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Tycoon extends F&N deadline again
Publication Date : 09-11-2012
Thai tycoon Charoen Sirivadhanabhakdi has again extended the deadline for his takeover offer for Fraser & Neave (F&N), presumably due to low acceptances and a possible counter-bid from a Singapore property firm.
The offer of S$8.88 a share was to have closed yesterday - itself an extension from the original October 29 deadline - but will now run until November 22.
The announcement of the new deadline comes just a day after potential rival Overseas Union Enterprise (OUE) promised to make its intentions clear over F&N by November 15.
OUE, which flagged its interest in F&N last month, will either announce a firm intention to bid or rule one out by this date.
Charoen's extension - which was announced by his investment vehicle TCC Assets - now places the close of his offer one week after the deadline for the OUE decision.
"The extension is good for shareholders as they can wait for OUE's decision on November 15 before deciding whether to accept Mr Charoen's offer," said DMG & Partners analyst Goh Han Peng.
The extension is also logical for Charoen, who is unlikely to be satisfied with his F&N holdings.
His vehicles - TCC Assets and Chang Beer brewer Thai Beverage - have almost 34 per cent of the conglomerate.
This comes from the initial purchase of stock from OCBC Bank, Great Eastern Holdings and Lee Rubber Company in July, plus further buying from large investors and on the open market.
TCC Assets said last night that it has received acceptances from shareholders owning an additional 2.77 per cent of F&N.
This could bring the stake to over 36 per cent if these transfers go through.
The acceptance figure has not risen much in recent weeks as F&N's stock price has shot up above Charoen's S$8.88 per share bid on anticipation that OUE would make a better offer.
F&N stock dropped five cents to S$9.10 yesterday but sellers would still get more money off- loading their shares on the stock market than from selling to Charoen.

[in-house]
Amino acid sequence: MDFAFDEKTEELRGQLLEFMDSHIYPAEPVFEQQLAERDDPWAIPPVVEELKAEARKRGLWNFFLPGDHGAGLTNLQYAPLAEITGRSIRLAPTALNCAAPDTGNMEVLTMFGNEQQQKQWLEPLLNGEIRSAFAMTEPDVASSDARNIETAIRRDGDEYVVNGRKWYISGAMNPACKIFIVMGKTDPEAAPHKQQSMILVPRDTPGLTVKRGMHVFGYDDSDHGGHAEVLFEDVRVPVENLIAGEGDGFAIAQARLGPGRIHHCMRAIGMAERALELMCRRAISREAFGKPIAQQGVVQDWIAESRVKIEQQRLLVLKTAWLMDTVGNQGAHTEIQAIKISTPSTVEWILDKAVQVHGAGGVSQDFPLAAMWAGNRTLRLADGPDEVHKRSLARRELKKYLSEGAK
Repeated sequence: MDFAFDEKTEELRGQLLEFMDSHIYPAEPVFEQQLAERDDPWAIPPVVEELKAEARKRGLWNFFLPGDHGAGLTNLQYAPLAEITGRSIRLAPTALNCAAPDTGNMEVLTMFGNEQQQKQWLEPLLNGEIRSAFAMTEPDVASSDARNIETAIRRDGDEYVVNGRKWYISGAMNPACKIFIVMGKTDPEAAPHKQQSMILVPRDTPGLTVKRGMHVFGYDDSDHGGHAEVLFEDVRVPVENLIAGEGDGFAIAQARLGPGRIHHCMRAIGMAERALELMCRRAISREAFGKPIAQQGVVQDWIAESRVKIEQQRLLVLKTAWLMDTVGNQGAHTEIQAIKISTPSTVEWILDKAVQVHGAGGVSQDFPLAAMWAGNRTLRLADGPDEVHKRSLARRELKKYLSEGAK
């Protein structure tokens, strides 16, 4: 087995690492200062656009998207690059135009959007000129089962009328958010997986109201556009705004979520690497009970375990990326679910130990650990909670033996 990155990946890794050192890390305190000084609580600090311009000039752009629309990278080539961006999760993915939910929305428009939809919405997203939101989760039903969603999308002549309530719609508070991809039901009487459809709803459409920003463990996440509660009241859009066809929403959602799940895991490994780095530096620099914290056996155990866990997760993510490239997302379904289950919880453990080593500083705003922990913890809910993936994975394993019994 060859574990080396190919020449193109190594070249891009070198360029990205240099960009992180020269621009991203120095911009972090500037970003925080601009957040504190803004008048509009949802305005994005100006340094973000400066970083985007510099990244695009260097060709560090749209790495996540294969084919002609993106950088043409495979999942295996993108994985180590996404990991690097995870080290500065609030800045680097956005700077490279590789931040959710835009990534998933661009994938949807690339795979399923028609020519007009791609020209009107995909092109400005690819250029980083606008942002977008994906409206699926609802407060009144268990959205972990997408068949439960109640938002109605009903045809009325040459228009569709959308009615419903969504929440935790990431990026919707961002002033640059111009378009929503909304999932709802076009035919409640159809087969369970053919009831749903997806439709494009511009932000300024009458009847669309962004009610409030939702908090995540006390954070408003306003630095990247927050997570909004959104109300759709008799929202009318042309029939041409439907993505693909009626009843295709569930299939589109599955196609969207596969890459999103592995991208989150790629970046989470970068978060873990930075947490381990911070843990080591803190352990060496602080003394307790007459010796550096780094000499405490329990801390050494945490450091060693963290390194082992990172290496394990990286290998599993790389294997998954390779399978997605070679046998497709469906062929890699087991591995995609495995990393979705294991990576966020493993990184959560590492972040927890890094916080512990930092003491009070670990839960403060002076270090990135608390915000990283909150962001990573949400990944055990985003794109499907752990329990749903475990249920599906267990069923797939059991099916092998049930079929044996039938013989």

Mr Charoen cannot buy any stock at above S$8.88 without raising his entire general offer.
DMG's Goh noted that Charoen's offer is also at the lower end of the valuation range of independent financial advisers hired by F&N.
"In the meantime, TCC Assets is playing its cards right by extending the offer period to November 22 and awaiting OUE's decision before making its next move."
If OUE does not make a bid, TCC Assets may be able to buy more time to garner additional acceptances or buy from the open market if the price declines, noted Goh.
The general offer for F&N was launched on September 13 after ThaiBev and TCC Assets raised their combined stake in the firm above 30 per cent.
But a spanner was thrown into the works last month when OUE said it is in talks with some parties and "considering all options" regarding F&N, including a bid for its shares.
In the meantime, F&N shareholders agreed on September 28 to sell the conglomerate's stake in Tiger Beer brewer Asia Pacific Breweries (APB) to Heineken.
Charoen had initially looked like he might battle Heineken for APB, but decided before the shareholders' meeting to step aside and back the sale of F&N's stake in APB.
This leaves him fighting for control of the rest of F&N, which has operations in property, soft drinks, dairies, and printing and publishing.
F&N also retains a stake in a Myanmar beer company, separate from the offloaded APB holdings.